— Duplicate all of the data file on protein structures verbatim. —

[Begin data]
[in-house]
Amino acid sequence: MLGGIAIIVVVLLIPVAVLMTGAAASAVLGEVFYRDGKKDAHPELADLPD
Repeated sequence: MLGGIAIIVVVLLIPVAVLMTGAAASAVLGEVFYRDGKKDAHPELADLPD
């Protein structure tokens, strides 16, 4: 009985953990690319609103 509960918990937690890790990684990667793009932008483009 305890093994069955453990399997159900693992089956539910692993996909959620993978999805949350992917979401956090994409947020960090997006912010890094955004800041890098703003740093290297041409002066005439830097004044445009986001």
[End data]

[in-house]
Amino acid sequence: MLGGIAIIVVVLLIPVAVLMTGAAASAVLGEVFYRDGKKDAHPELADLPD
Repeated sequence: MLGGIAIIVVVLLIPVAVLMTGAAASAVLGEVFYRDGKKDAHPELADLPD
């Protein structure tokens, strides 16, 4: 009985953990690319609103 509960918990937690890790990684990667793009932008483009 305890093994069955453990399997159900693992089956539910692993996909959620993978999805949350992917979401956090994409947020960090997006912010890094955004800041890098703003740093290297041409002066005439830097004044445009986001």